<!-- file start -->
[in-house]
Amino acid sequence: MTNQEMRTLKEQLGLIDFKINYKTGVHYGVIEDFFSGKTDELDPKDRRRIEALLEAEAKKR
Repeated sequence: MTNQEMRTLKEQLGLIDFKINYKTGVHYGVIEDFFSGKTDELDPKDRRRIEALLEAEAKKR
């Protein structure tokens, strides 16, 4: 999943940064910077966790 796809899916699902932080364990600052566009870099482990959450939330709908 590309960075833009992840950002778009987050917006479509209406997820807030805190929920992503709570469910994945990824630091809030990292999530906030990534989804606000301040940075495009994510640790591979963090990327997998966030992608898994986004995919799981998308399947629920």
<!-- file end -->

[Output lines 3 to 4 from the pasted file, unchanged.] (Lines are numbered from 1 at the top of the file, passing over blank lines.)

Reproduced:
Repeated sequence: MTNQEMRTLKEQLGLIDFKINYKTGVHYGVIEDFFSGKTDELDPKDRRRIEALLEAEAKKR
């Protein structure tokens, strides 16, 4: 999943940064910077966790 796809899916699902932080364990600052566009870099482990959450939330709908 590309960075833009992840950002778009987050917006479509209406997820807030805190929920992503709570469910994945990824630091809030990292999530906030990534989804606000301040940075495009994510640790591979963090990327997998966030992608898994986004995919799981998308399947629920």